Again, we conclude that the orphans' court did not abuse its discretion. As noted during our discussion of Section 2511(a)(8), it is undisputed that Child is bonded with his foster mother, and that foster mother has raised Child and cared for him for years while Mother failed to take the steps necessary to achieve reunification. Admittedly, there also is significant evidence in the record indicating that Mother and Child are bonded. For example, a majority of Mother's visitation progress reports from September of 2012 through May of 2013 indicate that Mother and Child " seem to have a strong bond." CYS Exhibit 7, at 6, 9, 12, 19, 22, 32, 38 (unpaginated). However, Mother admitted that Child " didn't really want to be near me" when she visited him in the hospital in November of 2013. N.T., 7/18/14, at 24. Even if Mother and Child still are bonded, that bond is outweighed in

Page 1055

the instant matter by Mother's inability to remedy the causes of Child's placement, and by Child's need for permanence and stability. See T.D., 949 A.2d at 920-23; J.M., 991 A.2d at 325 (quoting In re Adoption of R.J.S., 2006 PA Super 127, 901 A.2d 502, 513 (Pa. Super. 2006) ( " 'The court cannot and will not subordinate indefinitely a child's need for permanence and stability to a parent's claims of progress and hope for the future.'" )). Mother is not entitled to relief.[8]

Mother's second issue is that her parental rights should not have been terminated because CYS failed to provide reasonable reunification services. Mother's Brief at 16. Mother contends that CYS was obligated to continue providing her services, but " gave up on her much too early." Id.

Mother's issue fails, as it is clear that CYS provided her reasonable reunification services. During the June 12, 2013 goal change hearing, Ms. Smith explained that CYS, inter alia, referred Mother to a visitation program, to parenting classes, and for both a psychological and psychiatric evaluation. N.T., 6/12/14, at 6. After Mother was discharged unsuccessfully from therapy at Northwestern Human Services, CYS referred Mother for therapy at two new locations. Id. at 75-76; CYS Exhibit 1, at 14. In addition, while Mother's visits with Child stopped as result of her failure to contact CYS following her release from incarceration, Mother was permitted to resume visitation at CYS in February of 2014. CYS Exhibit 1, at 16; CYS Exhibit 7, at 1 (unpaginated).

Even if CYS had failed to provide reasonable services, Mother still would not be entitled to relief. In In re D.C.D., 105 A.3d 662 (Pa. 2014), our Supreme Court analyzed the language of Section 2511(a)(2) of the Adoption Act, as well as Section 6351 of the Juvenile Act, 42 Pa.C.S.A. § 6351. The Court reasoned that, while " reasonable efforts may be relevant to a court's consideration of both the grounds for termination and the best interests of the child," neither of these provisions, when read together or individually, requires reasonable efforts. Id. at 671-75 (citation omitted). The Court also concluded that reasonable efforts were not required to protect a parent's constitutional right to the care, custody, and control of his or her child. Id. at 676-77. While the Supreme Court in D.C.D. focused its analysis on Section 2511(a)(2), we find the Supreme Court's reasoning equally applicable to Section 2511(a)(8). Like Section 2511(a)(2), nothing in the language of Section 2511(a)(8) suggests that reasonable reunification services are necessary to support the termination of parental rights.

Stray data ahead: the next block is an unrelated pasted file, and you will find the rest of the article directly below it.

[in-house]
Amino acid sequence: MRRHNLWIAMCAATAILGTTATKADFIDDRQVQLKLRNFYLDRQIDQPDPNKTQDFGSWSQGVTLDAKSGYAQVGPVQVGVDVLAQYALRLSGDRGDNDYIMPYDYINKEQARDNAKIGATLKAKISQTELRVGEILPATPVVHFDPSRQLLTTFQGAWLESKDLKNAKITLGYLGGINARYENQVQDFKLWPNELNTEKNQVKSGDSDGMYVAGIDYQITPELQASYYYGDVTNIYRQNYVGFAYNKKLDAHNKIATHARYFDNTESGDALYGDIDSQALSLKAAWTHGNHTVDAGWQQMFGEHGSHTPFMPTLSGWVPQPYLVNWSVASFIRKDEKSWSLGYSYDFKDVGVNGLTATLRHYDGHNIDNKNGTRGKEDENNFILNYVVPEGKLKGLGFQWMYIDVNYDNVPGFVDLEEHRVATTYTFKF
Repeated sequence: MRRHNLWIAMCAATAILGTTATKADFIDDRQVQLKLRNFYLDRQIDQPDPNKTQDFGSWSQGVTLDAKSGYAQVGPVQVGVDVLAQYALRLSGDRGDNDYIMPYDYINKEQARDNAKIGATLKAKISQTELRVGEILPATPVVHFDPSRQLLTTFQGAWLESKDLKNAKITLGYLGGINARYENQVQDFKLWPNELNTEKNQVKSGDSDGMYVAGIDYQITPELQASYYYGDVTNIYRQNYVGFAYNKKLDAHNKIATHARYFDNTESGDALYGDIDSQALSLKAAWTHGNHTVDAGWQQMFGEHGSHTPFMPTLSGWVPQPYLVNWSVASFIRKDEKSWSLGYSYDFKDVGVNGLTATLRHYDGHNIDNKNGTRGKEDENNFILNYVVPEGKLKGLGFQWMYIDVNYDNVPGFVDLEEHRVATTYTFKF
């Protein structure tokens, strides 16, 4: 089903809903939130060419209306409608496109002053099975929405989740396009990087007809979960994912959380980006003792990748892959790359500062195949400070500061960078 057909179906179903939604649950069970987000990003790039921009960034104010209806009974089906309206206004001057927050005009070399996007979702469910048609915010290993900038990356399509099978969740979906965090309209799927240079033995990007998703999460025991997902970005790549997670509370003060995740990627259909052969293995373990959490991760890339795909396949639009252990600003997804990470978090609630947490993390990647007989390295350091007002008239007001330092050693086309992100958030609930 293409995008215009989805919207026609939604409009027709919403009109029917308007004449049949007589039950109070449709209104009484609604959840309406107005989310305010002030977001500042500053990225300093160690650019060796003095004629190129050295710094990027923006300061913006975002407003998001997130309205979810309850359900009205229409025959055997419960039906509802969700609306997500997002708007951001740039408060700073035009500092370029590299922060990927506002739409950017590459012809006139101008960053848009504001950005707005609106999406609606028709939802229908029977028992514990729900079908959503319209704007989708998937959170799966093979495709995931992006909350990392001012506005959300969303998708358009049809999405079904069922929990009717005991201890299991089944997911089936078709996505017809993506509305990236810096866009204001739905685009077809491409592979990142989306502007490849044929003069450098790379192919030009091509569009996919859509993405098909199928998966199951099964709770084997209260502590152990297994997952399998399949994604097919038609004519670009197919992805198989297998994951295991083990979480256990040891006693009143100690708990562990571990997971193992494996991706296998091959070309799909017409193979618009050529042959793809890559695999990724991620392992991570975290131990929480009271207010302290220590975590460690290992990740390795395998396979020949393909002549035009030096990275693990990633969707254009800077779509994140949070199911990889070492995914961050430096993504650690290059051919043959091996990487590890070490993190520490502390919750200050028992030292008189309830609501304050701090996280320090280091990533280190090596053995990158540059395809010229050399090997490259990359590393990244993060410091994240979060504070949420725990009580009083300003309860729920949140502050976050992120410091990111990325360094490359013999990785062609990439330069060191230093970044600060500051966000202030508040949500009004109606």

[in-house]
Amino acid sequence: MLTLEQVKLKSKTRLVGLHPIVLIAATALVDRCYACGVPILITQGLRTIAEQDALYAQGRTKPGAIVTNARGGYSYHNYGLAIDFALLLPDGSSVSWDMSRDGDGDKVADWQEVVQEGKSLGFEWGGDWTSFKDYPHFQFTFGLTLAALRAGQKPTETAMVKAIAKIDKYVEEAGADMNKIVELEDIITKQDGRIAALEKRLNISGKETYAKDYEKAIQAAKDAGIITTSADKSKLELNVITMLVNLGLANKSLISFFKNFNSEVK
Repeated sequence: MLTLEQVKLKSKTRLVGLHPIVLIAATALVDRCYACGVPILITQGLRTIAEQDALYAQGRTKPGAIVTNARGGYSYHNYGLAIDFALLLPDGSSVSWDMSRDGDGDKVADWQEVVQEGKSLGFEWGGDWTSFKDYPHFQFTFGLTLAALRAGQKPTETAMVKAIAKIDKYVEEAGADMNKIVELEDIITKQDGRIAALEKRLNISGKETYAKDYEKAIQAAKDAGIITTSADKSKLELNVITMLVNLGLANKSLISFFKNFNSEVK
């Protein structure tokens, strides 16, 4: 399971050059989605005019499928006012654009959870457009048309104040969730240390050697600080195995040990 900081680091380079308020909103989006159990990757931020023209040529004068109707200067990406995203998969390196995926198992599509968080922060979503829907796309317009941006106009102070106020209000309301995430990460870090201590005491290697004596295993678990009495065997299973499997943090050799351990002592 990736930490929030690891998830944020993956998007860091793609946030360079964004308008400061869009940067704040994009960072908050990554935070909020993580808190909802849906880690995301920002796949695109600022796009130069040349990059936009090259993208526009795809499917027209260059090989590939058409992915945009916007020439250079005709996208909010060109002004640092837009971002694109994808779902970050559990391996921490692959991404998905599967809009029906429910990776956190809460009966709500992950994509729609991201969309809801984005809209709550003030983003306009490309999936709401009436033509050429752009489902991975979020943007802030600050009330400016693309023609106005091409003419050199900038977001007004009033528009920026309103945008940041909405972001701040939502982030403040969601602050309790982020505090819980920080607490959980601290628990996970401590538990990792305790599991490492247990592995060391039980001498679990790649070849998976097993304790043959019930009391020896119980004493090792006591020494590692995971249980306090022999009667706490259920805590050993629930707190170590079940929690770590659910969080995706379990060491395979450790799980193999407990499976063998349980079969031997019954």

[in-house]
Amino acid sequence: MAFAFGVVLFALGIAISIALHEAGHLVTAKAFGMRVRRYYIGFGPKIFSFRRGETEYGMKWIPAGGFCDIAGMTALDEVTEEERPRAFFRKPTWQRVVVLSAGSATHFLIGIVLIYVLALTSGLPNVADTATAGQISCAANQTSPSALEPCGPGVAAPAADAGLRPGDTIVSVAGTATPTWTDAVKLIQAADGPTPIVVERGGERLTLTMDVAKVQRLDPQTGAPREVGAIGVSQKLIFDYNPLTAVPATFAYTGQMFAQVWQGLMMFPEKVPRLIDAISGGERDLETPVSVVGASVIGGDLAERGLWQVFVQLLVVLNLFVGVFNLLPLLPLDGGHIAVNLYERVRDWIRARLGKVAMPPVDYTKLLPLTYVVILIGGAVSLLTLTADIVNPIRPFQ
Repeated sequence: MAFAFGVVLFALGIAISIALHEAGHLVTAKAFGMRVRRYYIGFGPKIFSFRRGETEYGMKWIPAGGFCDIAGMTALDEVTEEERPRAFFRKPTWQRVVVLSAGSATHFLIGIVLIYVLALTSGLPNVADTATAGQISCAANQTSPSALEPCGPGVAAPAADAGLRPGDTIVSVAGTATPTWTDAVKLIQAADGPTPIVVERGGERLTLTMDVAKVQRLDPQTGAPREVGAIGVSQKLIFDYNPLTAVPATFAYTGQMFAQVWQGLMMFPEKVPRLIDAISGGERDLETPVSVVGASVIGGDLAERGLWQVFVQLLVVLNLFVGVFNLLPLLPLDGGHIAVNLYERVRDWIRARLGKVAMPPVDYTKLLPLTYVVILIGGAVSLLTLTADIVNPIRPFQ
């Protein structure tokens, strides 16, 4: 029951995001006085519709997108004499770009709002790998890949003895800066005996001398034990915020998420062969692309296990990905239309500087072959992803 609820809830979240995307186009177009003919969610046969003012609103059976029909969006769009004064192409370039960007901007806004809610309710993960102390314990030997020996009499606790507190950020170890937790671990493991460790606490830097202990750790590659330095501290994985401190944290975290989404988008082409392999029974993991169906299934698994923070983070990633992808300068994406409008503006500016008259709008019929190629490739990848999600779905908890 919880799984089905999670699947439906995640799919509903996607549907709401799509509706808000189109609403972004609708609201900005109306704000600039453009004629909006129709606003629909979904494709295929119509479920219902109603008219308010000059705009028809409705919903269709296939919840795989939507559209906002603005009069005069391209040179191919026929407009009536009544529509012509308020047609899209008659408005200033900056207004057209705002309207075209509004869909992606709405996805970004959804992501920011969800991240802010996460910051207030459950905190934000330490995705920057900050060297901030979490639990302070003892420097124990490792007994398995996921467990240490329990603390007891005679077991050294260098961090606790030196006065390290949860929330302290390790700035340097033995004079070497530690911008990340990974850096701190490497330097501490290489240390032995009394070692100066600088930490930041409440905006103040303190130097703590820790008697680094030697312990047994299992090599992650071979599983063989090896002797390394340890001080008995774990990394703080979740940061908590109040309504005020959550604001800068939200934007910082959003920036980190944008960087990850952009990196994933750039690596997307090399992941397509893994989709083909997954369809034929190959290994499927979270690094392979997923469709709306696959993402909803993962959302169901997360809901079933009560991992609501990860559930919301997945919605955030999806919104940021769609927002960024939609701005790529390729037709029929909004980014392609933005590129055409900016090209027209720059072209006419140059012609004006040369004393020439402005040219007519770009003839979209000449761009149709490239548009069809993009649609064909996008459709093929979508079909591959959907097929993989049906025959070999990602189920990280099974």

In her third issue, Mother challenges the constitutionality of Section 2511(b) of the Adoption Act. Mother's Brief at 17-18. Mother focuses her challenge on the third sentence of Section 2511(b), which provides that, " With respect to any petition filed pursuant to subsection (a)(1), (6) or (8), the court shall not consider any efforts by the parent to remedy the conditions described therein which are first initiated subsequent to the giving of notice of the filing of the petition." Id.; 23 Pa.C.S.A. § 2511(b).

Page 1056

According to Mother, this provision provided CYS an unfair advantage during her termination hearing, as it prohibited Mother from presenting witnesses who would testify concerning her remedial actions taken after the filing of the termination petition, while permitting CYS to present its own evidence of Mother's ongoing parental incompetence. Mother's Brief at 17. Mother suggests that this unfair advantage is a violation of her due process and equal protection rights under the United States and Pennsylvania Constitutions. Id. at 17-18.[9] Specifically, Mother emphasizes the lengthy delay between the filing of the petition to terminate her parental rights and her termination hearing, and argues that there is no compelling state interest in preventing the court from considering current information concerning her abilities as a parent. Id. at 17. Mother also suggests that CYS should not have been permitted to present its own post-filing evidence, " under fairness and equity doctrines[.]" Id. at 17-18.